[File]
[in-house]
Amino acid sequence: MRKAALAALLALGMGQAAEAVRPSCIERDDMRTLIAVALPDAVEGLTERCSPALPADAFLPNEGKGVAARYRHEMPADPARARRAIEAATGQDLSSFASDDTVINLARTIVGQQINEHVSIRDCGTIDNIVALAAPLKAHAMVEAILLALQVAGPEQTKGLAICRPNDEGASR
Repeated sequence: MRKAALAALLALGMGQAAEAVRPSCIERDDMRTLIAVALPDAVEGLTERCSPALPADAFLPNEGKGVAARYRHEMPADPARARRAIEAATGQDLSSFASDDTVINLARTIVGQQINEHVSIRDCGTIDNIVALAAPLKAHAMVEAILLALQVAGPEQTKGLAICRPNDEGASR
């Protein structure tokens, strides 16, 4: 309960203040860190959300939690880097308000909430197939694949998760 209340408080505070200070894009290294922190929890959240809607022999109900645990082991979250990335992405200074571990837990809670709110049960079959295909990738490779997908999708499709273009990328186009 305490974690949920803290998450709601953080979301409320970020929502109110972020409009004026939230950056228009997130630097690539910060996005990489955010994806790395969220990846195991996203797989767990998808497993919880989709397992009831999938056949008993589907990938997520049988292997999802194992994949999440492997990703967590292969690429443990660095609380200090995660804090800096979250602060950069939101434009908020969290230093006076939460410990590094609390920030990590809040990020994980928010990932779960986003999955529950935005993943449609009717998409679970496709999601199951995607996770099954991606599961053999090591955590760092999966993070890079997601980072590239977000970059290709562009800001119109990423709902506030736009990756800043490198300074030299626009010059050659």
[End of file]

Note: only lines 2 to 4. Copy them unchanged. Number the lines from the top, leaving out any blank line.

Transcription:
Amino acid sequence: MRKAALAALLALGMGQAAEAVRPSCIERDDMRTLIAVALPDAVEGLTERCSPALPADAFLPNEGKGVAARYRHEMPADPARARRAIEAATGQDLSSFASDDTVINLARTIVGQQINEHVSIRDCGTIDNIVALAAPLKAHAMVEAILLALQVAGPEQTKGLAICRPNDEGASR
Repeated sequence: MRKAALAALLALGMGQAAEAVRPSCIERDDMRTLIAVALPDAVEGLTERCSPALPADAFLPNEGKGVAARYRHEMPADPARARRAIEAATGQDLSSFASDDTVINLARTIVGQQINEHVSIRDCGTIDNIVALAAPLKAHAMVEAILLALQVAGPEQTKGLAICRPNDEGASR
């Protein structure tokens, strides 16, 4: 309960203040860190959300939690880097308000909430197939694949998760 209340408080505070200070894009290294922190929890959240809607022999109900645990082991979250990335992405200074571990837990809670709110049960079959295909990738490779997908999708499709273009990328186009 305490974690949920803290998450709601953080979301409320970020929502109110972020409009004026939230950056228009997130630097690539910060996005990489955010994806790395969220990846195991996203797989767990998808497993919880989709397992009831999938056949008993589907990938997520049988292997999802194992994949999440492997990703967590292969690429443990660095609380200090995660804090800096979250602060950069939101434009908020969290230093006076939460410990590094609390920030990590809040990020994980928010990932779960986003999955529950935005993943449609009717998409679970496709999601199951995607996770099954991606599961053999090591955590760092999966993070890079997601980072590239977000970059290709562009800001119109990423709902506030736009990756800043490198300074030299626009010059050659």